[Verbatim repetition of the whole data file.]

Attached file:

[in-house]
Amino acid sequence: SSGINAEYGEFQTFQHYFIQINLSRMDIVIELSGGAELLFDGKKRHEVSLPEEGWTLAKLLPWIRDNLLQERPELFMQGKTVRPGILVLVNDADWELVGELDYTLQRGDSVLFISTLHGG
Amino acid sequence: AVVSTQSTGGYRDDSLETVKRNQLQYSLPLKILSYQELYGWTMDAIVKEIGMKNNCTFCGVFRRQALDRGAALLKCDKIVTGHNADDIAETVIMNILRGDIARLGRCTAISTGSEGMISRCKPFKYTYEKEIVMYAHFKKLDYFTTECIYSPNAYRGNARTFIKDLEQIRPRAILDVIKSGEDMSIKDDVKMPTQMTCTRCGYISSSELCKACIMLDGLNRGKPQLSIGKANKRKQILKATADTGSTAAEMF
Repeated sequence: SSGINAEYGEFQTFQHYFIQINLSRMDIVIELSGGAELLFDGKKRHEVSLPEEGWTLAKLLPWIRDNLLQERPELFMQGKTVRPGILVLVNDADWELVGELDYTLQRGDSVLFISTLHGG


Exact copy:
[in-house]
Amino acid sequence: SSGINAEYGEFQTFQHYFIQINLSRMDIVIELSGGAELLFDGKKRHEVSLPEEGWTLAKLLPWIRDNLLQERPELFMQGKTVRPGILVLVNDADWELVGELDYTLQRGDSVLFISTLHGG
Amino acid sequence: AVVSTQSTGGYRDDSLETVKRNQLQYSLPLKILSYQELYGWTMDAIVKEIGMKNNCTFCGVFRRQALDRGAALLKCDKIVTGHNADDIAETVIMNILRGDIARLGRCTAISTGSEGMISRCKPFKYTYEKEIVMYAHFKKLDYFTTECIYSPNAYRGNARTFIKDLEQIRPRAILDVIKSGEDMSIKDDVKMPTQMTCTRCGYISSSELCKACIMLDGLNRGKPQLSIGKANKRKQILKATADTGSTAAEMF
Repeated sequence: SSGINAEYGEFQTFQHYFIQINLSRMDIVIELSGGAELLFDGKKRHEVSLPEEGWTLAKLLPWIRDNLLQERPELFMQGKTVRPGILVLVNDADWELVGELDYTLQRGDSVLFISTLHGG